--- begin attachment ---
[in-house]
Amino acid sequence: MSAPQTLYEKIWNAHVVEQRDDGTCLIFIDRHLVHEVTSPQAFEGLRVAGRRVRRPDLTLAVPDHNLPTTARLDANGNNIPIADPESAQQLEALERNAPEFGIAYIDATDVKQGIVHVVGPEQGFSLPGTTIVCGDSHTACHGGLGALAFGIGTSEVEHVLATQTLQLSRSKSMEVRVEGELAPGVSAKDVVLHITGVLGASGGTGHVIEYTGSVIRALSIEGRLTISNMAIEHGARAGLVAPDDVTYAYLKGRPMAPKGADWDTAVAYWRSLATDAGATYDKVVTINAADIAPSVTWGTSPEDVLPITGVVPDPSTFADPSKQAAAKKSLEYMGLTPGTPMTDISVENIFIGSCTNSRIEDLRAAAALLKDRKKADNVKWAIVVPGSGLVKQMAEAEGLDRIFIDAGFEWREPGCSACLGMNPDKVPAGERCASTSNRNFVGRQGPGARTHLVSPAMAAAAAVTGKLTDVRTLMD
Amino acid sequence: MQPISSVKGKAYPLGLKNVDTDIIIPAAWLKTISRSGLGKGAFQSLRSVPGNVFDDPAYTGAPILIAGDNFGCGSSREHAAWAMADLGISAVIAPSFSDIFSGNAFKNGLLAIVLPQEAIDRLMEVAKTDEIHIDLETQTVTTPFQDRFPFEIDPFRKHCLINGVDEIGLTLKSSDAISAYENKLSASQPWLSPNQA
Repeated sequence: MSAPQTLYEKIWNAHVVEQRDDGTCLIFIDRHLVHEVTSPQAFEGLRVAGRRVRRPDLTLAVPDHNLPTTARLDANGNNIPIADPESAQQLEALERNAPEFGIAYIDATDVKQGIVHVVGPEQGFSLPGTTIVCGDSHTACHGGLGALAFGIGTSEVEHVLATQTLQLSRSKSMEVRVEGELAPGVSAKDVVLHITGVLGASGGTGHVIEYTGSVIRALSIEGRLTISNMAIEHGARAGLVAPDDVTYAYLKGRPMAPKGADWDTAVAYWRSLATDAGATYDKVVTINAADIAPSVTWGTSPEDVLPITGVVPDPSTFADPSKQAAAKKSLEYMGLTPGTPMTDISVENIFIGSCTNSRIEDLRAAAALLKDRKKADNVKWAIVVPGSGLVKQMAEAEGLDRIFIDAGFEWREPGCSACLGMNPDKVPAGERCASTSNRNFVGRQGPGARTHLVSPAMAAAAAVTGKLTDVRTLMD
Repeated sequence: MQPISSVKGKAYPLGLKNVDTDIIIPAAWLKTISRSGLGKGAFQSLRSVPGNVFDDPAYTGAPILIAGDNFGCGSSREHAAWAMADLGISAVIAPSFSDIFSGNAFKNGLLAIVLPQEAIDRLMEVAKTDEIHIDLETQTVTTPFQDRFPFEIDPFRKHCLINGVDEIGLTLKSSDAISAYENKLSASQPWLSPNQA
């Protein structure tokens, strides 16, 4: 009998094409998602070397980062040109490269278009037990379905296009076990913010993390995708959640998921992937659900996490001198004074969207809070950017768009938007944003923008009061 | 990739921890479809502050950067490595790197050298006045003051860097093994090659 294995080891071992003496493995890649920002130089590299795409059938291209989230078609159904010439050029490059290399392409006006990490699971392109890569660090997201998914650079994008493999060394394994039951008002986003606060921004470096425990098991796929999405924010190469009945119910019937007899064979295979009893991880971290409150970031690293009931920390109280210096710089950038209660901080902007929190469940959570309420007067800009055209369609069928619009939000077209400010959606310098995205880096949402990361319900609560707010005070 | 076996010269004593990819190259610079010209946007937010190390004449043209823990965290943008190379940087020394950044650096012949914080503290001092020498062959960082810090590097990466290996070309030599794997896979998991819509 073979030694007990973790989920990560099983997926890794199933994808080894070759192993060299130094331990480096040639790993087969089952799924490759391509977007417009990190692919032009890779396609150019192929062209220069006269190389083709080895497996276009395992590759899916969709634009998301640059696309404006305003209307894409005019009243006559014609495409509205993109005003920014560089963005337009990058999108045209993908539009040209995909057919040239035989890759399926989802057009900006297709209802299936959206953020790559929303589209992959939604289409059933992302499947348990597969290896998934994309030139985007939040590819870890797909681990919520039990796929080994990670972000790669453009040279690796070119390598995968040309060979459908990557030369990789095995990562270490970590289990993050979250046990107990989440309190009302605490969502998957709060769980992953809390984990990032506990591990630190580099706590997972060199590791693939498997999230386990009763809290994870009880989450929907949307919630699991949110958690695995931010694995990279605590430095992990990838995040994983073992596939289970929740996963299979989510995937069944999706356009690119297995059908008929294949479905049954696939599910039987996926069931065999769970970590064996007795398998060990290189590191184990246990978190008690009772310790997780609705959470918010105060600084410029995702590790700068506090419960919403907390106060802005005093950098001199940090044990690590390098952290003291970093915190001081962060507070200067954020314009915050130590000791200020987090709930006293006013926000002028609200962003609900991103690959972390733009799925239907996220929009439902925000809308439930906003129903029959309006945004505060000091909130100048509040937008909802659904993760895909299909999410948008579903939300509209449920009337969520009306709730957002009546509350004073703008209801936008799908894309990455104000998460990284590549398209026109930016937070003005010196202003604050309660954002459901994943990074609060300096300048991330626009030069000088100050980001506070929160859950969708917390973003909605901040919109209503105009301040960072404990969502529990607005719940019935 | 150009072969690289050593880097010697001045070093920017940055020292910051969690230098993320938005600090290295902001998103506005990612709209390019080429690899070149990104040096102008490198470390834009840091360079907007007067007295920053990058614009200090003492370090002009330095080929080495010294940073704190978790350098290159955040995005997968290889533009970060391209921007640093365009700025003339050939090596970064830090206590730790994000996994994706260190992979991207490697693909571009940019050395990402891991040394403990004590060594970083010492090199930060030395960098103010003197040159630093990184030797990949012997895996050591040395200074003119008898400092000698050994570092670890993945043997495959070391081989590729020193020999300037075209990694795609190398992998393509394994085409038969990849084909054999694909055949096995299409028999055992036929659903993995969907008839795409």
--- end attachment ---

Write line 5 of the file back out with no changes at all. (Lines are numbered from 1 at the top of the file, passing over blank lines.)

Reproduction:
Repeated sequence: MQPISSVKGKAYPLGLKNVDTDIIIPAAWLKTISRSGLGKGAFQSLRSVPGNVFDDPAYTGAPILIAGDNFGCGSSREHAAWAMADLGISAVIAPSFSDIFSGNAFKNGLLAIVLPQEAIDRLMEVAKTDEIHIDLETQTVTTPFQDRFPFEIDPFRKHCLINGVDEIGLTLKSSDAISAYENKLSASQPWLSPNQA